In 1964, I was witness to another independent Canberra initiative over Vietnam. It was a bizarre attempt by then External Affairs minister, Paul Hasluck, to persuade Moscow to join with the West in Vietnam to stop alleged Chinese aggression.
Cavan Hogue recently on this site (‘Australia did say no to Vietnam in 1954‘) noted how Canberra refused to go along with a US seeking to create a coalition to support the French in Vietnam. He saw it as demonstrating there was a time when Australia had an independent foreign policy.
Just ten years later, in 1964, I was witness to another independent Canberra initiative over Vietnam. It was a bizarre attempt by then External Affairs minister, Paul Hasluck, to persuade Moscow to join with the West in Vietnam to stop alleged Chinese aggression. Some details.
Late October 1964, shortly after the demise of Soviet premier, Nikita Khrushchev, our Moscow Embassy received an urgent cable from Canberra asking us to arrange a meeting for Hasluck with the top Soviet leadership. We were told that he had an important message to deliver.
The reaction from the Soviet side was not encouraging. But Hasluck came anyway. And after waiting several days we were ushered into a Kremlin hall with premier Alexei Kosygin and foreign minister Andrei Gromyko on one side of the standard green baize table; ourselves, Hasluck and I, on the other.
The Chinese were also occupying the former Russian territory of Sinkiang and pressing against Soviet territory in eastern Siberia. We in Australia were even more concerned, with China sponsoring the war in South Vietnam and threatening to move even further south in the direction of Australia.
Kosygin was not impressed. Moscow could handle the war of words with Beijing by itself, he said. As for Sinkiang, that had long been under Chinese control and Moscow was perfectly happy with that. Where did Hasluck get the idea that it was or had been Soviet territory? Gromyko then chimed in to say that he assumed Hasluck was talking about the Soviet Far East (Dalniyi Vostok) and not eastern Siberia. In either case the USSR did not face any Chinese problem.
As for Vietnam, Kosygin said that the USSR would continue to do everything possible to help the brave Vietnamese people in their struggle to resist US aggression. He added: ‘And we wish our Chinese comrades would do much more to help.’
Hasluck realised he was out of his depth. He told me that a report to Canberra about the meeting was not needed. On arrival back in Australia he boasted how he had been the first Western leader to congratulate the new Soviet leadership after Khrushchev’s fall.
Cavan Hogue mentioned how in 1954was influenced by its ties with the UK (which showed little interest in helping French colonialism in Vietnam), and that obedience to US demands came later. But the Hasluck Moscow initiative also was Australia’s own (though there were hints that Washington had endorsed the move). It was the product of the fantasy view of China that had developed in Canberra between 1954 and 1964.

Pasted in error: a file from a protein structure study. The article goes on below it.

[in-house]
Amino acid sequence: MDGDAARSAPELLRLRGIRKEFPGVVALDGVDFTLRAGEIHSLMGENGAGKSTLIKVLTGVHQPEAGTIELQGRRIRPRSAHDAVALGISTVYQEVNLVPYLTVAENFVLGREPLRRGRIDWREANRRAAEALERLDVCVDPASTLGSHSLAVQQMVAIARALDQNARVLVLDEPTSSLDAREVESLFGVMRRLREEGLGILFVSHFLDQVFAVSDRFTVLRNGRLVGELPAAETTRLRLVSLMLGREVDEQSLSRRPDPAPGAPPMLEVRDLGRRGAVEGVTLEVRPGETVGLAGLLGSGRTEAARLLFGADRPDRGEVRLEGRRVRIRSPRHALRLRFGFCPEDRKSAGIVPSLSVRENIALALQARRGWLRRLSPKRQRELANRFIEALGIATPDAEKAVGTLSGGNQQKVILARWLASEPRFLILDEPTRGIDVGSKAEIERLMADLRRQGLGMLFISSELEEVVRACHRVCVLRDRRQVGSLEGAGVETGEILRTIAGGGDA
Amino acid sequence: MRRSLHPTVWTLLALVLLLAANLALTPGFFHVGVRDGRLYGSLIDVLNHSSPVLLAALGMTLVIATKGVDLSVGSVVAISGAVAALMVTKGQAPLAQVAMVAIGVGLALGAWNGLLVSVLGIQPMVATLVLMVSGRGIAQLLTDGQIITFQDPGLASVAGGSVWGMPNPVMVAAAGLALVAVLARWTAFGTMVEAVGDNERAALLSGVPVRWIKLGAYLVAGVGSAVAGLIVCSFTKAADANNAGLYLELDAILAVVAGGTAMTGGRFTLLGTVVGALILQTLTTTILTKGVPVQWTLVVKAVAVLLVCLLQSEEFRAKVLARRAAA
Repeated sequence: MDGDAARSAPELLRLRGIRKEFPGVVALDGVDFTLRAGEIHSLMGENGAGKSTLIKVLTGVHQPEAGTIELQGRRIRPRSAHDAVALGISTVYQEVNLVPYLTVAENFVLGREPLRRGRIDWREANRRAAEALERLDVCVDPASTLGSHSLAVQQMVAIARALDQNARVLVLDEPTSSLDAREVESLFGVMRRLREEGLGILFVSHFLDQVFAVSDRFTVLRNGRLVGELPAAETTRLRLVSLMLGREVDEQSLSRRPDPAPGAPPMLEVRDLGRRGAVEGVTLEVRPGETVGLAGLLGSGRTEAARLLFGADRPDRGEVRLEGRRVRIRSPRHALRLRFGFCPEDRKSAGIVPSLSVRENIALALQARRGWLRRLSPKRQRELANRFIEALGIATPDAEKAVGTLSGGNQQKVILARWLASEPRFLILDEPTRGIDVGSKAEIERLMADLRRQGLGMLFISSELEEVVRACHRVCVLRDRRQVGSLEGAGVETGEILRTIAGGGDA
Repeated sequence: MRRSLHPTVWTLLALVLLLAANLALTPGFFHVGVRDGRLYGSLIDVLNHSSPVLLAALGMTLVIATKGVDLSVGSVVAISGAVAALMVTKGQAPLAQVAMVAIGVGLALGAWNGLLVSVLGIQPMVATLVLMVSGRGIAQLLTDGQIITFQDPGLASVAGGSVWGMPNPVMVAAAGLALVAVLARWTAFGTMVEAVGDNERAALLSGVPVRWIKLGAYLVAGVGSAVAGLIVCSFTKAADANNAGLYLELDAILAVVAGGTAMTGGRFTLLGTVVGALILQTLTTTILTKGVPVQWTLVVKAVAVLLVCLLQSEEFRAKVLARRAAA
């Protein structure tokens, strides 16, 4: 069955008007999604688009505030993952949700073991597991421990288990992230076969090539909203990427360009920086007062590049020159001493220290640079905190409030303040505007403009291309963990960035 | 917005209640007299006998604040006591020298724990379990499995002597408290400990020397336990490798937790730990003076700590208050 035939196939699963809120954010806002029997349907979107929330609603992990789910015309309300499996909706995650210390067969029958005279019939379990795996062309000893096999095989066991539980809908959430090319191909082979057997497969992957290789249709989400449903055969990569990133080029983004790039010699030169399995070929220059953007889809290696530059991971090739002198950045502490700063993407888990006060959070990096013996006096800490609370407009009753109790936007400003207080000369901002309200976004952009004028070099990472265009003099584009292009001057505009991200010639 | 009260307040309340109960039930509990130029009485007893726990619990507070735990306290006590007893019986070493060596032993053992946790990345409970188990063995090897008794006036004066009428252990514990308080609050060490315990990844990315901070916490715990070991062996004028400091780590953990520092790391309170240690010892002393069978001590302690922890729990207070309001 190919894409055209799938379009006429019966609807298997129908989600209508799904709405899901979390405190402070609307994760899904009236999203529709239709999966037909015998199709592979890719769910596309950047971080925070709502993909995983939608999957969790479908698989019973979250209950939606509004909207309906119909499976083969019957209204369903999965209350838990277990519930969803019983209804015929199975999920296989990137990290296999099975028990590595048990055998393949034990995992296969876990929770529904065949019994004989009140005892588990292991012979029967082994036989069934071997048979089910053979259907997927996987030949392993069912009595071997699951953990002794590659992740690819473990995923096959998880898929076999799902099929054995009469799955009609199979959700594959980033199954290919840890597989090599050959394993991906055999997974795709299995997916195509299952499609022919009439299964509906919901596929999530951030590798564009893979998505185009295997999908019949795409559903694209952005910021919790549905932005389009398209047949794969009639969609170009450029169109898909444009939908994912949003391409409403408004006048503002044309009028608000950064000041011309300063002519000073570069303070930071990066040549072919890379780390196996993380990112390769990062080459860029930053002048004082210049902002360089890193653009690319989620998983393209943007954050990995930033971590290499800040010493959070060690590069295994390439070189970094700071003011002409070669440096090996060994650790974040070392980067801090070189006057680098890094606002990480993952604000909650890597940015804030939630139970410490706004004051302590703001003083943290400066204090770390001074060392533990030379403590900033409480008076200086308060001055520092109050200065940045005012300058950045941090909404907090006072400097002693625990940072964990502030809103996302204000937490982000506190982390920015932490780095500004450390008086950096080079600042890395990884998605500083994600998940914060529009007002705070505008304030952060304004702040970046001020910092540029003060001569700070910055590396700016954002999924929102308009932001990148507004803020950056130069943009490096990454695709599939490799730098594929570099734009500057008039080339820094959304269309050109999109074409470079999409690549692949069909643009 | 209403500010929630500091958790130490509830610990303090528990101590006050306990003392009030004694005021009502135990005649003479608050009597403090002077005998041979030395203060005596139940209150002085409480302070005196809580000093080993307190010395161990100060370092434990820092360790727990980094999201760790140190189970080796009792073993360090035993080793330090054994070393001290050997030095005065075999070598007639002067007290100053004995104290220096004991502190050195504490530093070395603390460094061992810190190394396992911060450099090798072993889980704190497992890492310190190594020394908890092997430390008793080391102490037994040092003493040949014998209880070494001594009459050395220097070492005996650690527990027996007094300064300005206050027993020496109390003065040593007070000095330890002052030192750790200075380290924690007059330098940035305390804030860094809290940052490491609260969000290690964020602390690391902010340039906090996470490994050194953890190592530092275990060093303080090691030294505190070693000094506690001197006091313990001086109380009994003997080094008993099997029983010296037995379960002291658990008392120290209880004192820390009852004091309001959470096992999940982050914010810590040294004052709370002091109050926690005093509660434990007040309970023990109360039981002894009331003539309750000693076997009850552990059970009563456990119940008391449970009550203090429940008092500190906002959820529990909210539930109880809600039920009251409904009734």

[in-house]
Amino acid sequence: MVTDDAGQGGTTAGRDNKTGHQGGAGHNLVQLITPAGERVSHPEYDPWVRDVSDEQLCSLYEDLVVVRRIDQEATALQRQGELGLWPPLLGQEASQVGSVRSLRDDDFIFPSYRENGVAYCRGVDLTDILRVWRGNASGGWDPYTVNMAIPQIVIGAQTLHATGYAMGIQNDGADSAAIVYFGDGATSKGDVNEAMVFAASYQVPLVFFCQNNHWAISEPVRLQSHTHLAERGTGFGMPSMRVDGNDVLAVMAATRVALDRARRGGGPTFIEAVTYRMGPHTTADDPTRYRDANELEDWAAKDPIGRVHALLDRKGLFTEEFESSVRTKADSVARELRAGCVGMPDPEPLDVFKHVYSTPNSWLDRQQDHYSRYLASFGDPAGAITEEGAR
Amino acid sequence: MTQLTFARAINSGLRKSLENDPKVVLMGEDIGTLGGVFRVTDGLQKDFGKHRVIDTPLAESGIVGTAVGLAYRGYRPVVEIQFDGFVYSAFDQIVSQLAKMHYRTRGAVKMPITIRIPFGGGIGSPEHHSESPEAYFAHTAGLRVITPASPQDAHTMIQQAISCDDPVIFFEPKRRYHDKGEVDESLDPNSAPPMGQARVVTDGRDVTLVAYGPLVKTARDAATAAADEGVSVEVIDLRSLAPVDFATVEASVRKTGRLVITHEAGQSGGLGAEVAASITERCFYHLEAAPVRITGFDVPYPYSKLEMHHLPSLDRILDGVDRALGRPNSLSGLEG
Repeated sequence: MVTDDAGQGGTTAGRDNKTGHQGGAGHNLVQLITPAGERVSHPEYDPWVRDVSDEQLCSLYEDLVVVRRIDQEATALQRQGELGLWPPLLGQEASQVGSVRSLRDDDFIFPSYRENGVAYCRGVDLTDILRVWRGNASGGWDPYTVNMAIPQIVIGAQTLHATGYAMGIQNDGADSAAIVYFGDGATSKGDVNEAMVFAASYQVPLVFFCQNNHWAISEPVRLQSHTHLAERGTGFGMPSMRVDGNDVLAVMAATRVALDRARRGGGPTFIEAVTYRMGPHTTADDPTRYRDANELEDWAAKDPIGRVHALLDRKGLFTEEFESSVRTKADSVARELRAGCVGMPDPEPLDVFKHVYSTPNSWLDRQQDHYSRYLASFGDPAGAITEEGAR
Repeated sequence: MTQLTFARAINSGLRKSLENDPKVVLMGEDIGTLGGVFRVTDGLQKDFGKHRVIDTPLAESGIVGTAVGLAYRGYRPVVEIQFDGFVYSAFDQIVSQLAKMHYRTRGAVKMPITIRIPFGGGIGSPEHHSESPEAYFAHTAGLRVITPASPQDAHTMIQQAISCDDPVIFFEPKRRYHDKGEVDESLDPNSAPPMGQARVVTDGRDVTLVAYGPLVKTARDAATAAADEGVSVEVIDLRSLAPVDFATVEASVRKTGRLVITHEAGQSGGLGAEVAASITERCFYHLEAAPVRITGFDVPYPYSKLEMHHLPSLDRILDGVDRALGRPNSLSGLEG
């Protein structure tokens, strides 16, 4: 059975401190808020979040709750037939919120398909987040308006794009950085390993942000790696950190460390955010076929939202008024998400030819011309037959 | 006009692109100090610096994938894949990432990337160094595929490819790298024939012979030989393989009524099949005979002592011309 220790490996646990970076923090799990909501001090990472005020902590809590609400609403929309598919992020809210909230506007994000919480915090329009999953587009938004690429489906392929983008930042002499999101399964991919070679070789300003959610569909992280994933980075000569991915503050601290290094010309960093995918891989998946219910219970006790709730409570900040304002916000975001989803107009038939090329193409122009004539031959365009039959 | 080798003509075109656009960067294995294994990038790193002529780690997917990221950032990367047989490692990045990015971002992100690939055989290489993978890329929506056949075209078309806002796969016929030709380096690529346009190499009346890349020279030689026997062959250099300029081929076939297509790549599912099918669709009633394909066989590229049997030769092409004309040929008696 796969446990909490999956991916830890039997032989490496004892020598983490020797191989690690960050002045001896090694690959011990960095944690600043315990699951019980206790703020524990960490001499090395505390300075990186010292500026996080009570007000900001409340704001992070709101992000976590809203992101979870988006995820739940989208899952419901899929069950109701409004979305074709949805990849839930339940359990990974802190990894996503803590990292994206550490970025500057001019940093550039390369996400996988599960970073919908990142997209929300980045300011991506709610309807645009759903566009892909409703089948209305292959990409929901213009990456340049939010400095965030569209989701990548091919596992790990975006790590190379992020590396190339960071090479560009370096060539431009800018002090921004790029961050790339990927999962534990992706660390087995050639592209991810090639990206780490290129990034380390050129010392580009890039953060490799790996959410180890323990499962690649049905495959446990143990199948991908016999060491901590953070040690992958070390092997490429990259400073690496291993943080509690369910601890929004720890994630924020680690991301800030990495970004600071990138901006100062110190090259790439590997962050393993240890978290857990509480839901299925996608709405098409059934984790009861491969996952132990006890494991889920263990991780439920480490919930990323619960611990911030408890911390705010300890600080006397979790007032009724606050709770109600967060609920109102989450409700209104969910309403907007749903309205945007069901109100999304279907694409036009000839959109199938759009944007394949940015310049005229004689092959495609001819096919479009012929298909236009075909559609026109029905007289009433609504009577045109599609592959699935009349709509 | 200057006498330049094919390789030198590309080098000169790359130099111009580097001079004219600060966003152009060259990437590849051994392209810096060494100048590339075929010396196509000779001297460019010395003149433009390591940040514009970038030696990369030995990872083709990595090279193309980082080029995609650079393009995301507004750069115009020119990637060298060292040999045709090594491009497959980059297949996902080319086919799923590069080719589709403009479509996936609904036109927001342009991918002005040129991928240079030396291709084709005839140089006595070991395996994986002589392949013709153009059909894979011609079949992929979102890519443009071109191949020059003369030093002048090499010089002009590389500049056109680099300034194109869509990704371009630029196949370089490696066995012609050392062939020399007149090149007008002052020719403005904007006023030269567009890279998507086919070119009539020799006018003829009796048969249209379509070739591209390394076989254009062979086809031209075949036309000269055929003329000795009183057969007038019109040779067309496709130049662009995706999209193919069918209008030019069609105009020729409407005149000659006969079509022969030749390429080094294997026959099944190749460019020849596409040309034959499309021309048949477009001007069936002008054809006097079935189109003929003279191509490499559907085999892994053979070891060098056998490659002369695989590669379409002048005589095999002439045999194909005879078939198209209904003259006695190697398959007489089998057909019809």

It began with the eruption of the Sino-Soviet dispute in the late fifties, then seen mistakenly as a conflict between Moscow’s moderate form of Communism and Beijing’s more militant version. Then came the October 1962 Sino-Indian frontier clash, provoked by Nehru but seized upon by Western hardliners as proof of Chinese aggression (I have written elsewhere how as China desk officer in Canberra at the time I had the clear information that India had initiated the hostilities. But my report was summarily rejected by the people above me saying they saw it in the Western interest to have the blame poured on China). Soon after, Canberra began issuing warnings that events in Vietnam were the first stage in China’s ‘thrust southwards between the Indian and Pacific oceans, relying in the first instance on its puppets in Hanoi.’ This despite the already available evidence that Hanoi was much more pro-Soviet than pro-China.
Soon and much more sinister Canberra, this time in Washington – at the time our embassy there – Waller and Renouf – were warning that Washington had seemed to be losing interest in its Vietnam intervention. Australia needed to do something – commit troops was one suggested option – to keep the US involved and the Chinese menace at bay.
For me at the time the idea that Canberra’s mistaken view of China could help lead to a meaningless war in which millions of Vietnamese would die, was grotesque. Resigning from External Affairs I set out with great difficulty to write a book ‘In Fear of China’ explaining China’s policies in less than fearsome tones – the Sino Soviet and Sino-Indian disputes especially. I imagined naively that since Canberra’s anti-China complex had helped drag the US into Vietnam then writing something to change than complex might help to put an early end to that war. All I got for my pains was further black-listing in Australia conservative
Later Michael Sexton, working from cables unearthed during the Whitlam years, was able with this 1981 book ‘War for the Asking’ to give a much fuller account of Canberra’s ugly 1964 attempt to drag the US deeper into Vietnam. But even that book did little to shake the popular belief that Australia went into Vietnam solely to support its big and powerful friend in Washington. Few want to realize that Canberra was acting independently, that Australia was a more than willing partner in that war without honour.
Gregory Clark joined the External Affairs department in 1956, with postings to Hongkong (he was the first EA person postwar to be trained in Chinese) and Moscow. After resigning in 1965 he moved to Japan where has been closely involved as a commentator and educationalist (president of Tama University and joint-founder of a very successful liberal arts university in Akita).